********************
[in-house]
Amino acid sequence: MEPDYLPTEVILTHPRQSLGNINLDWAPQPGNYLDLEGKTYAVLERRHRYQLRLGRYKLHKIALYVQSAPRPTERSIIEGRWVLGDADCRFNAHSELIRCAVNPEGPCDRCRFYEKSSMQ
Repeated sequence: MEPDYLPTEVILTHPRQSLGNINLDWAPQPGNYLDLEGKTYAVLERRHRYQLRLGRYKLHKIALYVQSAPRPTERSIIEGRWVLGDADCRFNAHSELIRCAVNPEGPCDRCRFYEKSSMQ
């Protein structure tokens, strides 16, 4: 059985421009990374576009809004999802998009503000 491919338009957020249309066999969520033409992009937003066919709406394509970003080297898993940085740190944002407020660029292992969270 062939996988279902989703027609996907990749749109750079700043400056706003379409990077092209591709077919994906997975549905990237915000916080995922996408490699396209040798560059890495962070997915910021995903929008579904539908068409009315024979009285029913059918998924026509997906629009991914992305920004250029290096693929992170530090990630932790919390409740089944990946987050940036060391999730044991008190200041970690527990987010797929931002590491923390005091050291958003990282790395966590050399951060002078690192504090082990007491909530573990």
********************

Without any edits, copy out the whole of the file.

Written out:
[in-house]
Amino acid sequence: MEPDYLPTEVILTHPRQSLGNINLDWAPQPGNYLDLEGKTYAVLERRHRYQLRLGRYKLHKIALYVQSAPRPTERSIIEGRWVLGDADCRFNAHSELIRCAVNPEGPCDRCRFYEKSSMQ
Repeated sequence: MEPDYLPTEVILTHPRQSLGNINLDWAPQPGNYLDLEGKTYAVLERRHRYQLRLGRYKLHKIALYVQSAPRPTERSIIEGRWVLGDADCRFNAHSELIRCAVNPEGPCDRCRFYEKSSMQ
């Protein structure tokens, strides 16, 4: 059985421009990374576009809004999802998009503000 491919338009957020249309066999969520033409992009937003066919709406394509970003080297898993940085740190944002407020660029292992969270 062939996988279902989703027609996907990749749109750079700043400056706003379409990077092209591709077919994906997975549905990237915000916080995922996408490699396209040798560059890495962070997915910021995903929008579904539908068409009315024979009285029913059918998924026509997906629009991914992305920004250029290096693929992170530090990630932790919390409740089944990946987050940036060391999730044991008190200041970690527990987010797929931002590491923390005091050291958003990282790395966590050399951060002078690192504090082990007491909530573990």